MAJOR championship golf is getting harder. Not just for the players, but for us … the fan in the gallery or the sleep-deprived devotee, as is the case here in Australia, who perches in front of the TV.
It certainly isn’t any fun for the world’s best players to be made to look hopeless as they hack another shot somewhere in the direction of the green from rough so deep and thick that a machete would be more appropriate weaponry than a pitching wedge.
From our side of the gallery ropes it makes for a less than spectacular event. Those fortunate enough to be in the crowd will no doubt get a lesson in the most appropriate expletive befitting another chip out en route to another bogey, or double.
If I want to see someone struggle to break 80 I’ll tee it up on Saturday morning each week to get my dose of chip outs, three-putts and hard luck stories. I don’t need to watch the world’s best players made to look second rate because the set-up of courses for the majors is calculated to protect what they believe is the game’s Holy Grail – Par.
As far as I am concerned par is simply a number on a scorecard. Imagine if you just took away all those threes, fours and fives of the scorecard and just went and played. Lowest score still wins, no matter what.
At least two of the majors have slowly but surely had their excitement factor drained from them by the very people running them.
The committee at Augusta National (Masters) are less ‘par-centric’ but they can conspire to have an eight- to 10-under winning score simply by using certain pin positions to ramp up the challenge. On the other hand you have the USGA contriving to see their champion finish no better than par. Narrow landing areas, fast running fairways, long rough and exceptionally quick greens are all part of the USGA formula. This only results in someone losing the championship down the stretch with bogies, rather than producing a winner who comes from the pack of chasers with a birdie run. The USGA wears “the US Open is the toughest test in golf” line like a badge, but its obsessive compulsive drive to have no player in red numbers goes too far more often than not.
As I write this, the final preparations were being made to the Erin Hills course for this year’s US Open and will be another brutal outing, which had some players scratching their heads.
Adam Scott was even moved to plead with the USGA to not go overboard on a difficult set-up.
“Let’s just have something that’s a challenge and interesting, not just playing brutal,” he said. “Maybe it’s time to do away with the even-par target. Let’s just have something that’s a challenge and interesting, not just playing brutal.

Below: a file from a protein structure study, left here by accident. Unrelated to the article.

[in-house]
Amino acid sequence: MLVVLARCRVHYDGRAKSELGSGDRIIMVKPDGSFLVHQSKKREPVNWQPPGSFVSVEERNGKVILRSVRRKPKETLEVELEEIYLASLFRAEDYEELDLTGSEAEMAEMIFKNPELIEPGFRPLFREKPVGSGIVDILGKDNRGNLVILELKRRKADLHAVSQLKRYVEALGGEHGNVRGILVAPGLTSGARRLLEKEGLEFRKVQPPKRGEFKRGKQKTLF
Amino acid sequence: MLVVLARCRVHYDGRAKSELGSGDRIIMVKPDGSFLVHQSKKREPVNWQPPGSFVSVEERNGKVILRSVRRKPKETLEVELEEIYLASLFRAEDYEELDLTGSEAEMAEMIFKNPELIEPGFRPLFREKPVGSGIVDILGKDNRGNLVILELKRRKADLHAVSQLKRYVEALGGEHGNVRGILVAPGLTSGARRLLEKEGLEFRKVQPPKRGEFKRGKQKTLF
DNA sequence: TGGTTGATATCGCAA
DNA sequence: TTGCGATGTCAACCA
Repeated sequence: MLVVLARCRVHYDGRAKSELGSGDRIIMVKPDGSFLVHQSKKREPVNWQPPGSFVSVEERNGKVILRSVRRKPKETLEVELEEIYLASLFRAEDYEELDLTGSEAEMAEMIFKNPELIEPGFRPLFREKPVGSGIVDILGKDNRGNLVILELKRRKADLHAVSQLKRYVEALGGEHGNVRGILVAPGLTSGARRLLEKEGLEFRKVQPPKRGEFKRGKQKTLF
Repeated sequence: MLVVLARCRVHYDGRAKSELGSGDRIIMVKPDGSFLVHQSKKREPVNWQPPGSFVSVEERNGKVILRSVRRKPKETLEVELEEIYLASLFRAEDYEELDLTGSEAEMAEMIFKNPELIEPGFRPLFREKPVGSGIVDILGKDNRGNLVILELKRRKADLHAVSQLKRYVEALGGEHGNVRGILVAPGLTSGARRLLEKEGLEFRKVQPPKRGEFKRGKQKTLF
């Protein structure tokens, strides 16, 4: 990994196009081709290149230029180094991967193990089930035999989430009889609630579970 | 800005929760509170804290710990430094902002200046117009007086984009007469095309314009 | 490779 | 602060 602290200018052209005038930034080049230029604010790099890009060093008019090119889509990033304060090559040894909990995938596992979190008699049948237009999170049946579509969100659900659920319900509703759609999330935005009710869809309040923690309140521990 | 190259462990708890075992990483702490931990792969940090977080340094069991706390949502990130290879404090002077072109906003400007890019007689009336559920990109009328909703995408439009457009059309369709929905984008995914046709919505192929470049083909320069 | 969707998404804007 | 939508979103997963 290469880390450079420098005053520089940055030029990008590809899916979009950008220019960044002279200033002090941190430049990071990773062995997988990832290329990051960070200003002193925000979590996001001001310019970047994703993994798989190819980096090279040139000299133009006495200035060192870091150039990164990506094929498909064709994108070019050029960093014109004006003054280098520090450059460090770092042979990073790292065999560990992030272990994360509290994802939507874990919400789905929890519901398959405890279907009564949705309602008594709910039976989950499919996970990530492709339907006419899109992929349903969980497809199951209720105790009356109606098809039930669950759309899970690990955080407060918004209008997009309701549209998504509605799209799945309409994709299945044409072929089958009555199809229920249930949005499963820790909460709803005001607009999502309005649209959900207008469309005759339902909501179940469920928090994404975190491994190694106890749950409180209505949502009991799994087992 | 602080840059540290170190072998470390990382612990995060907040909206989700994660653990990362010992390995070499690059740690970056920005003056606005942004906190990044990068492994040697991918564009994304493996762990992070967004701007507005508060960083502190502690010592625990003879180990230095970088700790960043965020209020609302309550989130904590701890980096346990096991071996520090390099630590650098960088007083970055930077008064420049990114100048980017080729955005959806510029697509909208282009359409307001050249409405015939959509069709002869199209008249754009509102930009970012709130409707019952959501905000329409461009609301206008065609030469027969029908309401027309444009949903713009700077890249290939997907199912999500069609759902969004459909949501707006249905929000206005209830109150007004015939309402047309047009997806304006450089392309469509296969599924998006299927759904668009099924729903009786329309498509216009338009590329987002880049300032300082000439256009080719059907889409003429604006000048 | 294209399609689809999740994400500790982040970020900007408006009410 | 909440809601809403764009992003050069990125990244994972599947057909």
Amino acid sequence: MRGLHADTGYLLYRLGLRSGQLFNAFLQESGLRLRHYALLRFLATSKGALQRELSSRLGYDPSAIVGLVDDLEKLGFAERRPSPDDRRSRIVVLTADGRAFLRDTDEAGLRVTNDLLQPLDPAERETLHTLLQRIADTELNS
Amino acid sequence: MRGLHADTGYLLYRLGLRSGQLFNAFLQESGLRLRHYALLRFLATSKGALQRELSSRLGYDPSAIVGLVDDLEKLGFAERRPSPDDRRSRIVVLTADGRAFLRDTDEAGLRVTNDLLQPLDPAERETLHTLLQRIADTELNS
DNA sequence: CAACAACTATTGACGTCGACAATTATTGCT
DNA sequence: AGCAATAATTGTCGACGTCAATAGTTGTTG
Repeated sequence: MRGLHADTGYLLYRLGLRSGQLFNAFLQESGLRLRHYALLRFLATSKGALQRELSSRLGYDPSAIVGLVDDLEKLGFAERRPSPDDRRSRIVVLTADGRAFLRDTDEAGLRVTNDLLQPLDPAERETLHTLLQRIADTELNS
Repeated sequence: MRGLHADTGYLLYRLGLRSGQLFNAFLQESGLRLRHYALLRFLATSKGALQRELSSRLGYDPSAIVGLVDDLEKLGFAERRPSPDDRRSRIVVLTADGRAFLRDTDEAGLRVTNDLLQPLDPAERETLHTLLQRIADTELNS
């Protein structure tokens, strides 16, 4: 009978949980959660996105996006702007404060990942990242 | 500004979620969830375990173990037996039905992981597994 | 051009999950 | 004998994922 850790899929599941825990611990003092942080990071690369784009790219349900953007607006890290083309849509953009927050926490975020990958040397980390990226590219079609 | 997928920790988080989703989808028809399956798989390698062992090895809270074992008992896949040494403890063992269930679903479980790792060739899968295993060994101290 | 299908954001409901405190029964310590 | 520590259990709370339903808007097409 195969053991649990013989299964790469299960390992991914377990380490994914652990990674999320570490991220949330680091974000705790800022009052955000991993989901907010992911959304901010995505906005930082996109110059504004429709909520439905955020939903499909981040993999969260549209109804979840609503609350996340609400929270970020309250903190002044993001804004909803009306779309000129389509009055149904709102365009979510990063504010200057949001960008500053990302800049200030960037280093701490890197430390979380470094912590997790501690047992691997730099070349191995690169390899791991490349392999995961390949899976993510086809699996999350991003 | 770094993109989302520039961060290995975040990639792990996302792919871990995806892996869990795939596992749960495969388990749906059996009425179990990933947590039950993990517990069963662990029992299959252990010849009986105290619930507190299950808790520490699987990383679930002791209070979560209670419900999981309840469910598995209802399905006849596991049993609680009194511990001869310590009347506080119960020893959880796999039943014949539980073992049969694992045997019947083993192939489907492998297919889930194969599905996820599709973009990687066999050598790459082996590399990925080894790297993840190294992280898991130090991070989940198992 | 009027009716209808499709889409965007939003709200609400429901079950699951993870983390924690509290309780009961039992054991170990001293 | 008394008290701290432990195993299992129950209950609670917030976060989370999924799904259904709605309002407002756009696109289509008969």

“The ball is in their court. Hopefully they get it right this time, just from a playability standpoint. If their major pinnacle event requires courses to be the way they are, it doesn’t set a good example.”
As you read this, the US Open will have been run and won, but I’m willing to bet that the leader with nine holes to play didn’t win and a player who stayed out of trouble and banked pars down the stretch did.
The US PGA has been following a similar philosophy to the USGA for a few years now but the R&A has resisted the urge, on most occasions, to tamper too much with their classic courses. Sure they have lengthened them and there was the year of madness at Carnoustie in 1999 but, on the whole, Open courses (in partnership with Mother Nature) have been allowed to determine the champion.
Royal Birkdale, venue for this month’s Open Championship, underwent major changes prior to hosting the event in 2008. Many holes were lengthened and thick rough flanking hard and fast fairways were narrowed to 20 yards in parts.
The changes for this year’s tournament have been minimal and the course has actually been shortened, not by much mind you, from the beast that confronted the field nine years ago.
But don’t expect this year’s Open to produce anything memorable or exciting down the stretch come Sunday. We might see some missed par putts that will leave the result hanging in the balance. But I can almost guarantee you won’t see a player rattle off a string of five birdies on the front nine – as Ian Baker-Finch did in 1991 to stamp his place in Open history – or finish birdie-eagle-birdie to catch the leader and win by one. The winner is more likely to keep the driver in the bag, hit irons to stay out of trouble and make a stack of two-putt pars to close out the tournament. Thrilling!
I hope I am wrong about the outcome at Royal Birkdale but the course was certainly hard enough before the changes.
All this begs the question, though. What the hell do these organisations hope to achieve for the ‘growth of the game’ by making their showpiece events humiliating for players and boring for spectators?